2.2 siRNA resuspension

ON-TARGET plus siRNA pool is used because it contains a pool of four individual siRNA sequences for the target gene (Note 1). The main advantages of using a pool of siRNA are 1) lower concentration of siRNA can be used, reducing off target effects; and 2) at least one of the 4 siRNA sequences is guaranteed to provide silencing of the target gene. To prepare siRNA use the following steps:

  1. Briefly centrifuge the tube containing the siRNA to ensure that the siRNA pellet is at the base of the tube.
  2. Resuspend siRNA (20nmol) with 1000μl of 1X siRNA buffer to yield a final concentration of 20μM siRNA. Make sure siRNA buffer is sterile and resuspension of siRNA is performed in a biosafety cabinet. Use pipette tips and tubes which are RNase/DNase free.
  3. Mix solution by pipetting and place solution on an orbital mixer/shaker for 30 minutes at room temperature. Aliquot siRNA (50μl) and store at -20°C until use.

2.3 Transfection of PSCs with siRNA

  1. The day before transfection, seed PSCs into 6-well plates (Note 2) at a density of 50,000 cells / well. Transfect cells when they are between 30-50% confluent depending on your downstream functional assay. Gene silencing and functional assays are usually assessed at 24h-72h post transfection and it is preferable that cells are not too confluent at the endpoint of an assay. Note: Do not add antibiotics to media during transfection as this will result in cell death.
  2. For the calculation of the transfection mix, all volumes are increased by 10% to allow for pipetting error. On the day of transfection, a 10x stock solution (corresponding to a 1:50 dilution in Opti-MEM of the original stock of 1mg/ml) of Lipofectamine™ 2000  (L2K) is prepared. 2.2μl of L2K is added to 107.8μl of Opti-MEM (per well) or 660 μl of this mix is prepared for a 6 well plate. Mix the solution gently using a pipette and incubate for 5 minutes at room temperature.
  3. A 10x siRNA or non-silencing RNA stock solution (1μM of siRNA or non-silencing RNA) is then prepared by mixing 5.5μl of siRNA (20μM stock) with 104.5μl of Opti-MEM and mix carefully.
  4. Add 110μl of the 10x L2K stock (step 2) to 110μl of the 10x siRNA or non-silencing RNA solution (Step 3). Mix gently with a pipette and incubate for 20 minutes at room temperature. Note: Make sure to pipette gently when complexing the siRNA with lipofectamine. Harsh pipetting directly results in poor cell uptake.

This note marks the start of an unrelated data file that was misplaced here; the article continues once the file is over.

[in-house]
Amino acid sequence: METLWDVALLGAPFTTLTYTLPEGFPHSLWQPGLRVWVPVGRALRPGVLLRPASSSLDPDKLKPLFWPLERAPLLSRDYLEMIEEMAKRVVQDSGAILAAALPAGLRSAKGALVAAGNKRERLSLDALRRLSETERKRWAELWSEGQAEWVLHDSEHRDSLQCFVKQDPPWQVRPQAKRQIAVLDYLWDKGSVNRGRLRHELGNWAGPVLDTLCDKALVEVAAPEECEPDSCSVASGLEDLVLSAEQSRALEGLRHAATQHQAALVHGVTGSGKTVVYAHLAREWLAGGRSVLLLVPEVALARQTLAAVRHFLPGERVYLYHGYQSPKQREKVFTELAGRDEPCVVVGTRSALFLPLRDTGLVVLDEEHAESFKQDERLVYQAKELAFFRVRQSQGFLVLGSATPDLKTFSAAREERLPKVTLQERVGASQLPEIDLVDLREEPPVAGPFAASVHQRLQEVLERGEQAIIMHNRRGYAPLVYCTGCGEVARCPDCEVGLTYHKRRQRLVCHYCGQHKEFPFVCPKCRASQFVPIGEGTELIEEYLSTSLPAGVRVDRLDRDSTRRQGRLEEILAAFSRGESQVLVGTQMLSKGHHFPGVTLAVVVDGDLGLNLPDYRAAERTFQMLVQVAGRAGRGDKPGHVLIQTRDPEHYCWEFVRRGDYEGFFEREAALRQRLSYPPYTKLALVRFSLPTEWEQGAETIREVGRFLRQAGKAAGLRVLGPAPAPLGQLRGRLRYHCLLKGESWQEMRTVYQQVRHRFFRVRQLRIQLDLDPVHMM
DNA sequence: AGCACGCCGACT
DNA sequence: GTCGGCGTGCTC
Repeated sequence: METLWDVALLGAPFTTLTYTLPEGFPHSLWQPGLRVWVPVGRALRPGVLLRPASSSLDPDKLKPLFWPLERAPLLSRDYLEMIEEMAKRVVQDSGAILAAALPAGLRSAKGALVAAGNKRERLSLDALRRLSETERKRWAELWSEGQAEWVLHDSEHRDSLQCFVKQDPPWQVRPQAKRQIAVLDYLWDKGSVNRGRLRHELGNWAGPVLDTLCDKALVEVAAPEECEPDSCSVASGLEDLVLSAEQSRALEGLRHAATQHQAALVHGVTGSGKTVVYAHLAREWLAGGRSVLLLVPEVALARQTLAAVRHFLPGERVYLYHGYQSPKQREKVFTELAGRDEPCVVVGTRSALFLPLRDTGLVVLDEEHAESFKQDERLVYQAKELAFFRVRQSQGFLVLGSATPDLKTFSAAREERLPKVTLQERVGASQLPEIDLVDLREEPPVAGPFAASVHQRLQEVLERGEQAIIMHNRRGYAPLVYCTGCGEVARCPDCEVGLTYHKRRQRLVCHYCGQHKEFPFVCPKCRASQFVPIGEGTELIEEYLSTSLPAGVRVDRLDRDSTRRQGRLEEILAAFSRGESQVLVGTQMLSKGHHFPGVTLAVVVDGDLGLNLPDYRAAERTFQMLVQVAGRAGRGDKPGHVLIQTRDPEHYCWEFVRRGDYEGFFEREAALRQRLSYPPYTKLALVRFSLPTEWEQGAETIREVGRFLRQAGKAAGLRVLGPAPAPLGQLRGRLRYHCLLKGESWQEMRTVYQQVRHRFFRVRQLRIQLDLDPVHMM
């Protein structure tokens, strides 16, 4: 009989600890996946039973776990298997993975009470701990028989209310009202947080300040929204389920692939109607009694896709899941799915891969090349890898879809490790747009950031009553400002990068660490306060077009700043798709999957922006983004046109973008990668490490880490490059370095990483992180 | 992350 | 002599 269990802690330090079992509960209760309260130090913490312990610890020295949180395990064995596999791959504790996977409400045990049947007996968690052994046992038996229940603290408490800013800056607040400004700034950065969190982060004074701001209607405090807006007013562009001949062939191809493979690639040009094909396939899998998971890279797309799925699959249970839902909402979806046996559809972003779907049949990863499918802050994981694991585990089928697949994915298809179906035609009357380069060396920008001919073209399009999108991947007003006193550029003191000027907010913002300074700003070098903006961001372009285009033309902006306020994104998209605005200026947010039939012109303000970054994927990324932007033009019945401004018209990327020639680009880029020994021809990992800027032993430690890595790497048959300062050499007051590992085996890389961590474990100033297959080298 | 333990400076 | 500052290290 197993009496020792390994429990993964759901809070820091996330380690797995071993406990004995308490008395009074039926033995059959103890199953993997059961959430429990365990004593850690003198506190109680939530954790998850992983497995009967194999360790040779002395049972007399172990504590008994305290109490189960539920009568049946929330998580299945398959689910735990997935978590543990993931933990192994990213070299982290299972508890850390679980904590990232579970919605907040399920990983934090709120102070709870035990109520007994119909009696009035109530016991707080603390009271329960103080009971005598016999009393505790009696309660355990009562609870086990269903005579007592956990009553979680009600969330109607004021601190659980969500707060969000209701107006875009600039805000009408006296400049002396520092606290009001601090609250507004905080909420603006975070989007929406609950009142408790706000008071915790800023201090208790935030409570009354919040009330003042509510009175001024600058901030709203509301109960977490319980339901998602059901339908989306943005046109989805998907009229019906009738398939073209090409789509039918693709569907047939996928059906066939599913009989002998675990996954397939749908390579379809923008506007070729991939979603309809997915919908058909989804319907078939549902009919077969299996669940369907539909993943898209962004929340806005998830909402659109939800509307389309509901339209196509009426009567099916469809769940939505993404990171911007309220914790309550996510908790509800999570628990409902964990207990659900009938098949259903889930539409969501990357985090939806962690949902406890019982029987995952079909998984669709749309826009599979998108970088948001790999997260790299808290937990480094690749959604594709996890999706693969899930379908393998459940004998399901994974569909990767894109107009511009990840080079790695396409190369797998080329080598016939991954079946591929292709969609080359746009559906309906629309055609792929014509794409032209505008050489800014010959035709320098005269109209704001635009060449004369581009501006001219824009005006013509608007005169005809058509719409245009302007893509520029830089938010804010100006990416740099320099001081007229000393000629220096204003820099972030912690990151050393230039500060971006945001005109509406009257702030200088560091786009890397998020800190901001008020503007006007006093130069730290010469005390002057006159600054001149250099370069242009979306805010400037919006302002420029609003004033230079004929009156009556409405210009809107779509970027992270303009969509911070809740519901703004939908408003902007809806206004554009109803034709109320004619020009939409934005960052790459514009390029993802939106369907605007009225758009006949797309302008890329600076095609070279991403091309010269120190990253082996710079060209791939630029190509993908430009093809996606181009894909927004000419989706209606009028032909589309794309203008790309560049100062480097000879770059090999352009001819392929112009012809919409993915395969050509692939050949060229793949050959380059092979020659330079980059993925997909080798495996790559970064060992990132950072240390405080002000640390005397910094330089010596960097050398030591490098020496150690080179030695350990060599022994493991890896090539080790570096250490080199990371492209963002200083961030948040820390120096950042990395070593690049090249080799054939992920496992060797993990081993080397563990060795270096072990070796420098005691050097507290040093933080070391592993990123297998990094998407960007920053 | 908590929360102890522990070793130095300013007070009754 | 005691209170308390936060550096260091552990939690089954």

5. During this incubation, remove the cell medium containing 10% serum from the cells and wash the cells with 1x Opti-MEM followed by addition of 1ml of Opti-MEM and incubation for 20 minutes.
  6. Add 880μl of Opti-MEM to the siRNA/non-silencing RNA + L2K solutions (Final concentration is 100nM, Note 3), mix well with a pipette and add 1ml of the appropriate transfection complex into the dedicated well. For each transfection, a mock no transfection control (L2K only) is included (Note 4).
  7. Incubate cells with the transfection complex for 5 hours.
  8. At the end of this period, replace medium with fresh IMDM containing 10% serum (without antibiotics).
  9. mRNA and protein levels are assessed after 72 hours (Note 5) using real-time PCR and western blotting.

2.4 Uptake of siRNA labelled with Alexa Fluor-488

Rat PSCs were treated as above (section 2.3) with lipofectamine alone, siRNA alone (100nM; Alexa Fluor-488) or lipofectamine + siRNA (100nM; Alexa Fluor-488) for 5 hours and cellular uptake is assessed after 24 hours by flow cytometry and confocal microscopy.

With this protocol, siRNA (Alexa fluor-488) uptake using lipofectamine as the transfection vehicle was 67.2% (Figure 1A and 1B). Confocal microscopy also demonstrated delivery of siRNA  to perinuclear regions of the cytoplasm which is typical for siRNA transfection. Once inside the cell siRNA is first localised to the cytoplasm and then released from L2K to enter the RNAi machinery to enable the silencing of its target gene (Figure 1C, Note 6).